The Open Graph protocol has become the standard mechanism for sharing rich content on the web. This post looks at what implementing Open Graph tags for sharable previews (often called social media previews) looks like, the tools you can use and also examines the different platform rendering issue.
I love Netlify deploy previews. This post implements a pull request deployment preview mechanism for Azure Static Web Apps in the context of Azure DevOps which is very much inspired by the Netlify offering.
Azure standard tests are a tremendous way to monitor the uptime of your services in Azure. Sometimes also called availability tests, web tests and ping tests, this post goes through how to deploy one using Bicep. It also looks at some of the gotchas that you may encounter as you're setting it up.
NSwag is a great tool for generating client libraries in C# and TypeScript from Open API / Swagger definitions. You can face issues where Open API property names collide due to the nature of the C# language, and when you want to use
decimal for your floating point numeric type over
double. This post demonstrates how to get over both issues.
Google Discover is a way that people can find your content. To make your content more attractive, Google encourage using high quality images which are enabled by setting the
max-image-preview:large meta tag. This post shows you how to achieve that with Docusaurus.
People being able to discover your website when they search is important. This post is about how you can add structured data to a site. Adding structured data will help search engines like Google understand your content, and get it in front of more eyeballs. We'll illustrate this by making a simple React app which incorporates structured data.
How can we deploy resources to Azure, and then run an integration test through them in the context of an Azure Pipeline? This post will show how to do this by permissioning our Azure Pipeline to access these resources using Azure RBAC role assignments. It will also demonstrate a dotnet test that runs in the context of the pipeline and makes use of those role assignments.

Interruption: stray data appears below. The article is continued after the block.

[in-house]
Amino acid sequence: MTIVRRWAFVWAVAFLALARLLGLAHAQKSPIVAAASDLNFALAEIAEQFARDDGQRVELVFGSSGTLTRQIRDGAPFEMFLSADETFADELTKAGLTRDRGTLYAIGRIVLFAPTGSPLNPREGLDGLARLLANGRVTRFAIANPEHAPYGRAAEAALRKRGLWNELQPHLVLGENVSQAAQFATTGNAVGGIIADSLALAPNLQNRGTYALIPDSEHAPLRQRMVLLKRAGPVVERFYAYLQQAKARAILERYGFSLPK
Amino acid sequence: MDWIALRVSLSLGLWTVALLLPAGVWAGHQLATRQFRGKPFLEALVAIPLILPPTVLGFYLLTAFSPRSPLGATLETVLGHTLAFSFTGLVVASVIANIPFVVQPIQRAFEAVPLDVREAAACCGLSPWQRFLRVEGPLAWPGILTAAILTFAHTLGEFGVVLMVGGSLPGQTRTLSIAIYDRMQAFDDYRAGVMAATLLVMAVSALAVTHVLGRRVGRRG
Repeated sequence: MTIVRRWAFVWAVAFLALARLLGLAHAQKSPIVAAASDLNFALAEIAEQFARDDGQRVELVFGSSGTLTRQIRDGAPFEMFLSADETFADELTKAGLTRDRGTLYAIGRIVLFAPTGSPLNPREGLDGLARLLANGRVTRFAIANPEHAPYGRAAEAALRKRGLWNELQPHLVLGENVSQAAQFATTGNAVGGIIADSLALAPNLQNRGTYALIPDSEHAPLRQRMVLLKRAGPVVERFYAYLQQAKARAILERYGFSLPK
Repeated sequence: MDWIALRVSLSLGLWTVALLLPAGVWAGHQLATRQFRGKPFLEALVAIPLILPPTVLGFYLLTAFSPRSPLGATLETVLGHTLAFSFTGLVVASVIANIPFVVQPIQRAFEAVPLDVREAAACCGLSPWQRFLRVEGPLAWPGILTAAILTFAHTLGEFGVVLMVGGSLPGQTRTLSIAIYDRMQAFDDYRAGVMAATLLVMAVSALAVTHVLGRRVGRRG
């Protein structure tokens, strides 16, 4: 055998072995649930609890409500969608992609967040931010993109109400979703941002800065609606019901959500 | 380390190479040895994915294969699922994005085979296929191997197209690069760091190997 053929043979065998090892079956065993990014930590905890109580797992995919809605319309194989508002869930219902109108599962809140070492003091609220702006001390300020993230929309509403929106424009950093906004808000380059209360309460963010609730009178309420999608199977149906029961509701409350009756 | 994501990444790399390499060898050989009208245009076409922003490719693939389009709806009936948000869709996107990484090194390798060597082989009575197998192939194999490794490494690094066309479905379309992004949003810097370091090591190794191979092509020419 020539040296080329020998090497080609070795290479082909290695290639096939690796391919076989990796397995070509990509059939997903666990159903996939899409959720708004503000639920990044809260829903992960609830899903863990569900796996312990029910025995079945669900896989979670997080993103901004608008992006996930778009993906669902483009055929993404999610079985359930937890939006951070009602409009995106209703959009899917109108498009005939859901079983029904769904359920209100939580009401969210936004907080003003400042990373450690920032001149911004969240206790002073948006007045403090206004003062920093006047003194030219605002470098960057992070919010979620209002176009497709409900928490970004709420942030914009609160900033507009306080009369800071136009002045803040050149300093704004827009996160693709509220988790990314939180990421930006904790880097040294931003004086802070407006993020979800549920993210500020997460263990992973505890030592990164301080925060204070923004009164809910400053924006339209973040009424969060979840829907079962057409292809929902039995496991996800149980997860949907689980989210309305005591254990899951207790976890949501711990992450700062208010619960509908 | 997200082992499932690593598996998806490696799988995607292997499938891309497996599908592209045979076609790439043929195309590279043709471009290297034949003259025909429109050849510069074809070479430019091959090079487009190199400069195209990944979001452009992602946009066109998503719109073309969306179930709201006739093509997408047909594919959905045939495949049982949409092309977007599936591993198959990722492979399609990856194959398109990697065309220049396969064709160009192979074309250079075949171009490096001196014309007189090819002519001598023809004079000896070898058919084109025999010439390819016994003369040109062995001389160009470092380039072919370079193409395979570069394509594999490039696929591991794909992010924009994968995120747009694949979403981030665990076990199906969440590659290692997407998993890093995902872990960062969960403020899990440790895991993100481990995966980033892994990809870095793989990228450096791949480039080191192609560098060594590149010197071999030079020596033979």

Google has a wealth of APIs which we can interact with. At the time of writing, there's more than two hundred available; including YouTube, Google Calendar and GMail (alongside many others). To integrate with these APIs, it's necessary to authenticate and then use that credential with the API. This post will take you through how to do just that using TypeScript. It will also demonstrate how to use one of those APIs: the Google Calendar API.
Bicep is an amazing language, it's also very new. If you want to write attractive code snippets about Bicep, you can by using PrismJS (and Docusaurus). This post shows you how.
This post demonstrates how to deploy Azure Static Web Apps using Bicep and Azure DevOps. It includes a few workarounds for the "Provider is invalid. Cannot change the Provider. Please detach your static site first if you wish to use to another deployment provider." issue.